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Faculty for Biology, Chemistry and Earth Sciences

Department Soil Ecology - Prof. Dr. Eva Lehndorff

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Brucker, E; Kernchen, S; Spohn, M: Release of phosphorus and silicon from minerals by soil microorganisms depends on the availability of organic carbon, Soil Biology and Biochemistry, 143(107737) (2020), doi:10.1016/j.soilbio.2020.107737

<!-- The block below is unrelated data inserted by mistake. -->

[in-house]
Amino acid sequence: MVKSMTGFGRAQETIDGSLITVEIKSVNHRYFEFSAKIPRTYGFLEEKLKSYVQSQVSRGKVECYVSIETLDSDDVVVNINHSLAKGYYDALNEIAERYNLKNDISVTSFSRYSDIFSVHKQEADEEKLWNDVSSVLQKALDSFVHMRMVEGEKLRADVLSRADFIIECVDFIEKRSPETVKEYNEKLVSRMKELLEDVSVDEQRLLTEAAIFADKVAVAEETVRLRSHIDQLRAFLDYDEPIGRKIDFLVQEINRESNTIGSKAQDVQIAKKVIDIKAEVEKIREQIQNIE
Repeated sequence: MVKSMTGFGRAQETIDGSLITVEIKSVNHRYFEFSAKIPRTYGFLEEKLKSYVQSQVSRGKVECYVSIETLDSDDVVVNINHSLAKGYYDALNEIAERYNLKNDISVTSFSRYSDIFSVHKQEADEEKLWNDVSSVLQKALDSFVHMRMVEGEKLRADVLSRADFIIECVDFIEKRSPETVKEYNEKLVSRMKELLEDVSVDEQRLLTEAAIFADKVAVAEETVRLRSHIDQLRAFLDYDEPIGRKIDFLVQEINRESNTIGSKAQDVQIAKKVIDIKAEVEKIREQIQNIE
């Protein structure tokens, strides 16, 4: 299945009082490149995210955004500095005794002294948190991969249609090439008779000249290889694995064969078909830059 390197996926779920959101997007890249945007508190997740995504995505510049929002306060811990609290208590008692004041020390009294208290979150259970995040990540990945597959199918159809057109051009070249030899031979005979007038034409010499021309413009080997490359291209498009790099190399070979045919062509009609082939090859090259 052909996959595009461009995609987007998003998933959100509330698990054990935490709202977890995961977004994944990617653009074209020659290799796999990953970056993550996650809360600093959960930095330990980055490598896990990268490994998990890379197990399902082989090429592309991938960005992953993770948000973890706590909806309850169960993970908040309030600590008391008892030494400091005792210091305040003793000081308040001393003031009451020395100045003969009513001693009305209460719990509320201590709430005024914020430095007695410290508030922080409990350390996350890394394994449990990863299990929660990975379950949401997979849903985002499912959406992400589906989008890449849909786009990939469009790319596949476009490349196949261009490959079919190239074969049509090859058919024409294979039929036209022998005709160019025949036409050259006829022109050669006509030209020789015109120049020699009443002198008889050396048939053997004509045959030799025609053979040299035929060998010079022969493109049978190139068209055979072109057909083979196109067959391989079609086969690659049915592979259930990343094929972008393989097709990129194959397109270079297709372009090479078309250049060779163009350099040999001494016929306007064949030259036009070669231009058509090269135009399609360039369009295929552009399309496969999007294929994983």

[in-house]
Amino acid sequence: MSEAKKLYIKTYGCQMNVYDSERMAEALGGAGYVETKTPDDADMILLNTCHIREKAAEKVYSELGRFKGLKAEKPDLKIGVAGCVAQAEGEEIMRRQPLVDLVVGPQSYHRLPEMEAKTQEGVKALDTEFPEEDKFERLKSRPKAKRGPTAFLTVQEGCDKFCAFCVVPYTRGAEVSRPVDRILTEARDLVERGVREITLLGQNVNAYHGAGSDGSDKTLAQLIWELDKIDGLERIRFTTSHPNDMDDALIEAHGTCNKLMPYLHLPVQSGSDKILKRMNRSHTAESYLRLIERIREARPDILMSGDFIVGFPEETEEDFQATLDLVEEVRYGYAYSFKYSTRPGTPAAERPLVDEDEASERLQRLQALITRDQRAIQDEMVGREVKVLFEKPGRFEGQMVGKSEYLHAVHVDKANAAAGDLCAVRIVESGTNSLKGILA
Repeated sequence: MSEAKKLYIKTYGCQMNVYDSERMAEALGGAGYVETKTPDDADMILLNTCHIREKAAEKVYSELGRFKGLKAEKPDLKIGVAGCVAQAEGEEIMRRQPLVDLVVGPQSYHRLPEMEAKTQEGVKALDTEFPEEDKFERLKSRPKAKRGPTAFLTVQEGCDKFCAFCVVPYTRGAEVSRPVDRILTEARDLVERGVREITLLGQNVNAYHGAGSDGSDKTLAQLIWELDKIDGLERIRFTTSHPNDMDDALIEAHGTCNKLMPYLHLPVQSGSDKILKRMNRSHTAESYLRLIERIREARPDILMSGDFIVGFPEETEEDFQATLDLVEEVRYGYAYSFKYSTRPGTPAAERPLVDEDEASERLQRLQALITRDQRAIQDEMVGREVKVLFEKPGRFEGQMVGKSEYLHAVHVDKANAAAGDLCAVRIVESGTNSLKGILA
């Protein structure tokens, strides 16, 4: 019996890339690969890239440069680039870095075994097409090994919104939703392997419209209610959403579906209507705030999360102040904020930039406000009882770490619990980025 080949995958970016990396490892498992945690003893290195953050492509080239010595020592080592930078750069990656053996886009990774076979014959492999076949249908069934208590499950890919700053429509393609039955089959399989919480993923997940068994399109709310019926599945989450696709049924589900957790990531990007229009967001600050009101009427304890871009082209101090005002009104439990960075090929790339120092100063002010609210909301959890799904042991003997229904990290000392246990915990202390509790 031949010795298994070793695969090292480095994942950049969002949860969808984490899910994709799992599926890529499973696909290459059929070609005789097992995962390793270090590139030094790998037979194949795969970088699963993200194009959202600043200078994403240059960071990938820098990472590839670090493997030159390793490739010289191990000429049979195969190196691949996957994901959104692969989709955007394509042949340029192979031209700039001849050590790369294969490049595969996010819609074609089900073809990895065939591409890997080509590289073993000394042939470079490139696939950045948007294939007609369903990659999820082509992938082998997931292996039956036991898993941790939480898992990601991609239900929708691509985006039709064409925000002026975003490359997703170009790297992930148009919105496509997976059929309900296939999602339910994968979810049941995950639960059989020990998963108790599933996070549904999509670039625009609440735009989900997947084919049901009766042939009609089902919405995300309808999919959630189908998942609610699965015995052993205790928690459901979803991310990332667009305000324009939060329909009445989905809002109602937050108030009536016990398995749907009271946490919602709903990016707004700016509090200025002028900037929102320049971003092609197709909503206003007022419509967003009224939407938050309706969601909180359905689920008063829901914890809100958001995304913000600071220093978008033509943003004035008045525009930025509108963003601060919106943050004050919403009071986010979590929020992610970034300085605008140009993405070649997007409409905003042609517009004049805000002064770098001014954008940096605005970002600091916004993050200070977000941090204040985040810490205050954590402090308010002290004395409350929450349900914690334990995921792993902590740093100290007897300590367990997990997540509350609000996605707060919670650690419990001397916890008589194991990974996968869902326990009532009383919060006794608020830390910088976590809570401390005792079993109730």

Microorganisms release nutrients from minerals. However, this process is not yet well understood despite its importance for soil fertility. The aim of this study was to determine which factors control microbial phosphorus (P) and silicon (Si) release from apatite and weathered rock, and to analyze which microbial-mediated processes cause P and Si solubilization. For this purpose, we conducted a series of incubation experiments with apatite and saprolite (weathered bedrock) and soil extracts of four soils that are located along a climate gradient in the Coastal Cordillera of Chile and differ in soil P fractions and degree of weathering. We developed an approach that allowed us to measure the release of P from apatite and the release of Si from saprolite by microbial consortia in soil solution. The microbial consortia of all soil extracts caused release of P from apatite. The addition of carbon (C) and nitrogen (N) to the soil solution increased the rate of microbial P solubilization from apatite by a factor of about 10 in all soil depth increments. The pH decreased strongly during the incubations. In the depth increments 0.1–0.2 and 0.4–0.6 m, the P solubilization rates were negatively correlated with the pH measured at the end of the incubation (r2 ¼ 0.55 and 0.76, respectively, both p < 0.01). Nine organic acids were detected throughout the experiment. The total concentration of carboxyl groups was positively correlated with the P solubilization rate (r2 ¼ 0.94, p < 0.01). The addition of dissolved inorganic P to the soil extracts did not significantly decrease the P solubilization rates. The rate of microbial Si solubilization from saprolite increased strongly with the surface area of the saprolite. We conclude that microbial solubilization of P from apatite was limited by the availability of easily decomposable C and that microbial solubilization of P from apatite was not affected by P availability, indicating that this process is not or not exclusively controlled by microbial need for P. In conclusion, our results indicate that microbial weathering of minerals in saprolite is strongly constrained by the availability of organic C and by the specific surface area of the saprolite.
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